BMC Med ; 18(1): 316, 2020 10 05.
Artículo en Inglés | MEDLINE | ID: mdl-33012285

RESUMEN

BACKGROUND: Many low- and middle-income countries have implemented control measures against coronavirus disease 2019 (COVID-19). However, it is not clear to what extent these measures explain the low numbers of recorded COVID-19 cases and deaths in Africa. One of the main aims of control measures is to reduce respiratory pathogen transmission through direct contact with others. In this study, we collect contact data from residents of informal settlements around Nairobi, Kenya, to assess if control measures have changed contact patterns, and estimate the impact of changes on the basic reproduction number (R0). METHODS: We conducted a social contact survey with 213 residents of five informal settlements around Nairobi in early May 2020, 4 weeks after the Kenyan government introduced enhanced physical distancing measures and a curfew between 7 pm and 5 am. Respondents were asked to report all direct physical and non-physical contacts made the previous day, alongside a questionnaire asking about the social and economic impact of COVID-19 and control measures. We examined contact patterns by demographic factors, including socioeconomic status. We described the impact of COVID-19 and control measures on income and food security. We compared contact patterns during control measures to patterns from non-pandemic periods to estimate the change in R0. RESULTS: We estimate that control measures reduced physical contacts by 62% and non-physical contacts by either 63% or 67%, depending on the pre-COVID-19 comparison matrix used. Masks were worn by at least one person in 92% of contacts. Respondents in the poorest socioeconomic quintile reported 1.5 times more contacts than those in the richest. Eighty-six percent of respondents reported a total or partial loss of income due to COVID-19, and 74% reported eating less or skipping meals due to having too little money for food. CONCLUSION: COVID-19 control measures have had a large impact on direct contacts and therefore transmission, but have also caused considerable economic and food insecurity. Reductions in R0 are consistent with the comparatively low epidemic growth in Kenya and other sub-Saharan African countries that implemented similar, early control measures. However, negative and inequitable impacts on economic and food security may mean control measures are not sustainable in the longer term.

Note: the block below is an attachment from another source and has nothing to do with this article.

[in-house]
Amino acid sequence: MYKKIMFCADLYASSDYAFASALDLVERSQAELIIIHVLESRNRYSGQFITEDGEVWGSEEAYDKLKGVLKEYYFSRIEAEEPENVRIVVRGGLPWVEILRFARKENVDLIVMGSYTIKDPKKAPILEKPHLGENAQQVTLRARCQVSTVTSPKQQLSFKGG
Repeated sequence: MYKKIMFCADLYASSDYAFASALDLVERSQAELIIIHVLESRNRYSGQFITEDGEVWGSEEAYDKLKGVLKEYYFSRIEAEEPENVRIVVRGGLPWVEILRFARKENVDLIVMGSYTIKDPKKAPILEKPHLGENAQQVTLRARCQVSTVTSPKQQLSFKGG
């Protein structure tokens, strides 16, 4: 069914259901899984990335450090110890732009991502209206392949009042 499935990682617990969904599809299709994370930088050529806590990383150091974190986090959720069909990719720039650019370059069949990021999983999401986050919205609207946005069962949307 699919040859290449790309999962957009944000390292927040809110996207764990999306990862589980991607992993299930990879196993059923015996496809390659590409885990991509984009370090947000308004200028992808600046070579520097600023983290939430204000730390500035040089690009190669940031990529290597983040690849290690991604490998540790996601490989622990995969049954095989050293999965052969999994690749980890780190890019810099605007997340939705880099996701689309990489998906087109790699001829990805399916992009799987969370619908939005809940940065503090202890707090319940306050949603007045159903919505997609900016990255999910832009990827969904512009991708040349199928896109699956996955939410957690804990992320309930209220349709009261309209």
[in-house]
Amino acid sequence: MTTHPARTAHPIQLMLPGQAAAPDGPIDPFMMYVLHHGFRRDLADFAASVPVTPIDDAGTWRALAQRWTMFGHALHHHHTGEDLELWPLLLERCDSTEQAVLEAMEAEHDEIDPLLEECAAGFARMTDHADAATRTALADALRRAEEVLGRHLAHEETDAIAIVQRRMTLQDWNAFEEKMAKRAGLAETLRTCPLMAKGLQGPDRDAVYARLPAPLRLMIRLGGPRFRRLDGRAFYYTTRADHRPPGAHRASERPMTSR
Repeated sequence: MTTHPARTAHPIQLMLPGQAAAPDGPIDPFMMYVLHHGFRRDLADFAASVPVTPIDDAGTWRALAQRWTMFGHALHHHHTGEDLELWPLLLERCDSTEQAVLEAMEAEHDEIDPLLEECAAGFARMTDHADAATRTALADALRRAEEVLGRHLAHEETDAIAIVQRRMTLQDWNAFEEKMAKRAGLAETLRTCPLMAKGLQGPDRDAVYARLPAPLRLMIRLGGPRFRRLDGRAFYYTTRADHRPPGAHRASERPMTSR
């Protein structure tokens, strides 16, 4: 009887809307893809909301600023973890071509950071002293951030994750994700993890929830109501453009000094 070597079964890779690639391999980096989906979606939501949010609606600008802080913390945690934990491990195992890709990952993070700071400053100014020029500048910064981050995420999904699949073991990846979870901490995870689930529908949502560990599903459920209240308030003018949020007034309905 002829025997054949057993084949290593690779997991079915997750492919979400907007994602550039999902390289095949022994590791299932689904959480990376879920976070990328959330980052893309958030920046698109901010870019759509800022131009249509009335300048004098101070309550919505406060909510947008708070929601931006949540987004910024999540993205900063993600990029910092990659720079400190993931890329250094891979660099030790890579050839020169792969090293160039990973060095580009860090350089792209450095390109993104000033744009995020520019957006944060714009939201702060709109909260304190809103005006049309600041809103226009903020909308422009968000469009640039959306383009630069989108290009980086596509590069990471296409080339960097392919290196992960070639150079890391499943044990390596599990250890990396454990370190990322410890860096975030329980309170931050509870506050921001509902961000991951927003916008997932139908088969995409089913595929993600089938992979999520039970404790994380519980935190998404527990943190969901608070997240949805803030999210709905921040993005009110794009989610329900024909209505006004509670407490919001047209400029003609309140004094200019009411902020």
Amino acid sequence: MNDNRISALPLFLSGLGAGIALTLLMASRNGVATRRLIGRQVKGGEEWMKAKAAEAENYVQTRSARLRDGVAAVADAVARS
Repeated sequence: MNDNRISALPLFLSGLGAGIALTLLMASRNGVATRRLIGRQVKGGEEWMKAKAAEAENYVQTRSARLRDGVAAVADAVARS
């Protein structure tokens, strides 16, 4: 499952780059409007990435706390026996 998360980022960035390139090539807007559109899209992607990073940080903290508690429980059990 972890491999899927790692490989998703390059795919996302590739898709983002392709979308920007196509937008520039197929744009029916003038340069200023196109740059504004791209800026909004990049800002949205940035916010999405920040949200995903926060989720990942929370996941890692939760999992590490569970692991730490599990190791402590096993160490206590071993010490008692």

Asunto(s)
Control de Enfermedades Transmisibles , Infecciones por Coronavirus , Transmisión de Enfermedad Infecciosa/prevención & control , Relaciones Interpersonales , Pandemias , Neumonía Viral , Adulto , Betacoronavirus , Control de Enfermedades Transmisibles/métodos , Control de Enfermedades Transmisibles/organización & administración , Control de Enfermedades Transmisibles/estadística & datos numéricos , Infecciones por Coronavirus/economía , Infecciones por Coronavirus/epidemiología , Infecciones por Coronavirus/prevención & control , Femenino , Humanos , Kenia/epidemiología , Masculino , Evaluación de Resultado en la Atención de Salud , Pandemias/economía , Pandemias/prevención & control , Neumonía Viral/economía , Neumonía Viral/epidemiología , Neumonía Viral/prevención & control , Pobreza/estadística & datos numéricos , Aislamiento Social , Factores Socioeconómicos , Encuestas y Cuestionarios
10.
PLoS One ; 15(9): e0238559, 2020.
Artículo en Inglés | MEDLINE | ID: mdl-32886696

RESUMEN